Basically, the way you feed your soil is to add compost.  Every gardening book under the sun will tell you to do this, and how to do it, ad infinitum.  So just do it, you’ll be glad you did.  We were afraid of rats when we started gardening here, so we started just making leaf mold, basically taking all our fall leaves, putting them in a bin and waiting about a year and a half.  Well-rotted leaf mold is pretty sweet.  But a couple of years ago, we just couldn’t bear to throw away our kitchen scraps anymore.  We bought a couple of plastic compost bins from our town, got a good intro to town composting from our town’s environmental affairs officer, and away we went.  At first, the most satisfying part of starting to compost our kitchen waste was seeing how much we were reducing our contribution to the landfill.  When composted, veggie scraps just seem to melt away.  And then, after about 9 months, jackpot!  Nice brown food for our garden.  There are probably about as many ways to compost as there are gardeners, so you’ll have to create your own system.  There’s even a very informative book, dedicated to composting, called Let It Rot.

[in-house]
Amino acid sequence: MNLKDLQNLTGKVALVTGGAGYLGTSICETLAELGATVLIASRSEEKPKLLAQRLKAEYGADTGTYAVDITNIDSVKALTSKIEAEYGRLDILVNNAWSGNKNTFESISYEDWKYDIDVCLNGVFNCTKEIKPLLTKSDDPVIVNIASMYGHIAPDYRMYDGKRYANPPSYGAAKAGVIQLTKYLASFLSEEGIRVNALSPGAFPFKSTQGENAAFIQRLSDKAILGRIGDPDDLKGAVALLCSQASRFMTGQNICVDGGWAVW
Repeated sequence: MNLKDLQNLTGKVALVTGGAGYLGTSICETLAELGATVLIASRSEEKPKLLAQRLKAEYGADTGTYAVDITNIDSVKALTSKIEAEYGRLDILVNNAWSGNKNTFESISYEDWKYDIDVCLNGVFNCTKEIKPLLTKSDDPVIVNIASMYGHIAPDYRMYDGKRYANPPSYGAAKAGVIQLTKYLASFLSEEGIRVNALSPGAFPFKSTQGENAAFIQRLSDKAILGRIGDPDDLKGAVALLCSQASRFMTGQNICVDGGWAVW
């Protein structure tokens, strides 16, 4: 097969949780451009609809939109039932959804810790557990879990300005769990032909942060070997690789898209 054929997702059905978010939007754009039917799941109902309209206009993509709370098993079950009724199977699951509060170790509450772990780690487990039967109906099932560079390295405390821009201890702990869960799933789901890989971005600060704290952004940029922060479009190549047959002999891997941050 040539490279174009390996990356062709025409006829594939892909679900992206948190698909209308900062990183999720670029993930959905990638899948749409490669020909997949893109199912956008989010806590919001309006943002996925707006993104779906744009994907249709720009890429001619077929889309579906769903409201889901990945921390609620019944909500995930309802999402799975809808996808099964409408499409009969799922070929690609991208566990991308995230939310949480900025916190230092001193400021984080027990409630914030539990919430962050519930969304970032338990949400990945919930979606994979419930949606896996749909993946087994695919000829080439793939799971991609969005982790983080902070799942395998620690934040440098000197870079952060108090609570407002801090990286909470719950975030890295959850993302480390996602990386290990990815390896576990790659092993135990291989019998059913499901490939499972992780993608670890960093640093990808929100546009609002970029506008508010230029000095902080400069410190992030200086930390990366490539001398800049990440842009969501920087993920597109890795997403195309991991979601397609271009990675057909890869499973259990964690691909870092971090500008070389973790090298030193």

One of my organic gardening gurus, Steve Solomon, says in his book Gardening When It Counts:  Growing Food in Hard Times,  that simply using compost from your own garden and kitchen will not return enough nutrients to the soil to grow the most nutritious food.  Why?  Well, for one, if we eat out of our garden, we remove nutrients from the soil and don’t return them.  Crudely, we pee and poop the nutrients from our garden into the sewer system.  Steve says “I compost only to recycle garden and kitchen waste.” (p. 180)  In addition to his own compost, he adds well decomposed feedlot manure as well as small amounts of what he calls COF, complete organic fertilizer, an organic soil amendment that he formulated to increase the nutritional content of homegrown vegetables.  I won’t print the formula here, but it is on page 21 of his book, go check it out at the library, surreptitiously copy it at the bookstore, or even buy his book, which is awesome.  Steve Solomon is the slightly cantankerous garden gramps that many of us don’t have, but could sure use.  In addition to his gardening books, he started a cool website, called the Soil and Health Library.  I use Steve’s COF, my own leaf mold and compost, Fish and Seaweed Extract, and more recently, Vermont Compost Company’s Manure Compost , which Richfield Farms in Clifton carries. Since I don’t have access to manure, nor am I really interested in finding one, this is one way that I can add manure to my garden.  It’s not cheap, though, so when the Hard Times that Steve predicts come, I’ll have to find another system.  Maybe Humanure will become more appealing then.